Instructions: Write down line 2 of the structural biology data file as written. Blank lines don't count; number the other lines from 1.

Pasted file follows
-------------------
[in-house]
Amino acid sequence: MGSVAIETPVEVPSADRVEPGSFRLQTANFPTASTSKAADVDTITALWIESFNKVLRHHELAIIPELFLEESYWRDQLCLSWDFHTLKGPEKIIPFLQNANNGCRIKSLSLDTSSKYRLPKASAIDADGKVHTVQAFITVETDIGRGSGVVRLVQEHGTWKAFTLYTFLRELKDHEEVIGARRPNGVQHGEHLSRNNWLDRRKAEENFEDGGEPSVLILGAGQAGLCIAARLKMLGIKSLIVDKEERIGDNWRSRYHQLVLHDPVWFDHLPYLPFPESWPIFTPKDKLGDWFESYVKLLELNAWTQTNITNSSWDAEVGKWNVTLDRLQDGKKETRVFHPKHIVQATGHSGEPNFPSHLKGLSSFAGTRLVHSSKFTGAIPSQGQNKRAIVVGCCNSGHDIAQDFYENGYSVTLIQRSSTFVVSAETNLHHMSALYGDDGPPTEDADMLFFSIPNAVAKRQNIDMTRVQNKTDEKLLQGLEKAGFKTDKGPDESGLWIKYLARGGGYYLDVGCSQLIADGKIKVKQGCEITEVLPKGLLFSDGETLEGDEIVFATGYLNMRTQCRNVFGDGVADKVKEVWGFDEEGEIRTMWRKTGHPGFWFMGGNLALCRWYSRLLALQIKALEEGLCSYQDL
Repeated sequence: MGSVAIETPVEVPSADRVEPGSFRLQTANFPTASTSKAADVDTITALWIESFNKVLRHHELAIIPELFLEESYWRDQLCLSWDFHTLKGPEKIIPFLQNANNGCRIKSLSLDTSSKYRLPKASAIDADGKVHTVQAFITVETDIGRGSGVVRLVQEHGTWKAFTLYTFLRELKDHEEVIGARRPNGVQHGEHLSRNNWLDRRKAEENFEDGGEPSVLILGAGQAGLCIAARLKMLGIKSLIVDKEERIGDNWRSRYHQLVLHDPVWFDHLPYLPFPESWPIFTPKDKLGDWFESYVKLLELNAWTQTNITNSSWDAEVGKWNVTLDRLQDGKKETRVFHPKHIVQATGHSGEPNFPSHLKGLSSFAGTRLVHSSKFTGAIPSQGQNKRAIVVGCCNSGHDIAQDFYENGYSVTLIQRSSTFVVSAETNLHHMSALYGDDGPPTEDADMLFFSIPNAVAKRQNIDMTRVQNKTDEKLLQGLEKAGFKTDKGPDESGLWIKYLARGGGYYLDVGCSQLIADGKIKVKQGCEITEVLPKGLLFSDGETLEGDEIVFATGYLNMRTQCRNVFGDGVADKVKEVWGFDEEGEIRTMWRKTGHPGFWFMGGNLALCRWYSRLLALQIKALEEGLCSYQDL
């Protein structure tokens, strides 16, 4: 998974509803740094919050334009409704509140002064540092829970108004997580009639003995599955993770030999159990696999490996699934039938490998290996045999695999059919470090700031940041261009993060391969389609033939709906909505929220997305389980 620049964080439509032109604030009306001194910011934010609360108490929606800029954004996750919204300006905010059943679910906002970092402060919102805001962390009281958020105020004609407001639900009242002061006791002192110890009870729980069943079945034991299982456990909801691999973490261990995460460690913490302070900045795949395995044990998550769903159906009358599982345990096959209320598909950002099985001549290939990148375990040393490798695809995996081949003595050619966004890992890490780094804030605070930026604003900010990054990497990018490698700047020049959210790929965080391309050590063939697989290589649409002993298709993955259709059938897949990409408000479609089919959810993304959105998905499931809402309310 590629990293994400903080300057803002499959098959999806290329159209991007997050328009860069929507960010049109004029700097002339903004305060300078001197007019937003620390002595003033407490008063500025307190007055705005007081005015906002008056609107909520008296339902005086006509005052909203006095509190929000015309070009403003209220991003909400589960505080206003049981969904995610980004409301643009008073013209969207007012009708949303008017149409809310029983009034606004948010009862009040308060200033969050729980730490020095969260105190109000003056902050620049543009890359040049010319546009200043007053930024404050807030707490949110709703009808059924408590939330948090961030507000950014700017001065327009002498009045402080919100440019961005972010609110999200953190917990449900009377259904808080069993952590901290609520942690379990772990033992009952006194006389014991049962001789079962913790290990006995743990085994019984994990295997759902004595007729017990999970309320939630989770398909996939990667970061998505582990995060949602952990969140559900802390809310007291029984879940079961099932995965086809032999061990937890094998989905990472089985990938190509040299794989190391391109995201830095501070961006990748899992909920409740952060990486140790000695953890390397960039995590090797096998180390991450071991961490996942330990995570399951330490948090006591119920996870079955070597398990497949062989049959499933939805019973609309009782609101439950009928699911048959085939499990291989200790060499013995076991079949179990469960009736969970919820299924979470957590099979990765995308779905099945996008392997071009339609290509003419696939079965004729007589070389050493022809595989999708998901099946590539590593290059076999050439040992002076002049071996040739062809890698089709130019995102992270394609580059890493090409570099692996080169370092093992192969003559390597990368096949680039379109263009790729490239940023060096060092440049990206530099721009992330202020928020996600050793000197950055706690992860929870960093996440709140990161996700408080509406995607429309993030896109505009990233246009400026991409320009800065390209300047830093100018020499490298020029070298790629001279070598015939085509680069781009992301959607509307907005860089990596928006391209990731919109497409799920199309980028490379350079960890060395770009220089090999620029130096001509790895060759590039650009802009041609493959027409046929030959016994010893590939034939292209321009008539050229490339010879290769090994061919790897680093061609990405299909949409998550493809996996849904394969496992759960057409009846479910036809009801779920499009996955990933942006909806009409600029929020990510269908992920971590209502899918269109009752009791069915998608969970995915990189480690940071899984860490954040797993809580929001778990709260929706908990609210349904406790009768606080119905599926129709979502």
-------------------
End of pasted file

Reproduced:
Amino acid sequence: MGSVAIETPVEVPSADRVEPGSFRLQTANFPTASTSKAADVDTITALWIESFNKVLRHHELAIIPELFLEESYWRDQLCLSWDFHTLKGPEKIIPFLQNANNGCRIKSLSLDTSSKYRLPKASAIDADGKVHTVQAFITVETDIGRGSGVVRLVQEHGTWKAFTLYTFLRELKDHEEVIGARRPNGVQHGEHLSRNNWLDRRKAEENFEDGGEPSVLILGAGQAGLCIAARLKMLGIKSLIVDKEERIGDNWRSRYHQLVLHDPVWFDHLPYLPFPESWPIFTPKDKLGDWFESYVKLLELNAWTQTNITNSSWDAEVGKWNVTLDRLQDGKKETRVFHPKHIVQATGHSGEPNFPSHLKGLSSFAGTRLVHSSKFTGAIPSQGQNKRAIVVGCCNSGHDIAQDFYENGYSVTLIQRSSTFVVSAETNLHHMSALYGDDGPPTEDADMLFFSIPNAVAKRQNIDMTRVQNKTDEKLLQGLEKAGFKTDKGPDESGLWIKYLARGGGYYLDVGCSQLIADGKIKVKQGCEITEVLPKGLLFSDGETLEGDEIVFATGYLNMRTQCRNVFGDGVADKVKEVWGFDEEGEIRTMWRKTGHPGFWFMGGNLALCRWYSRLLALQIKALEEGLCSYQDL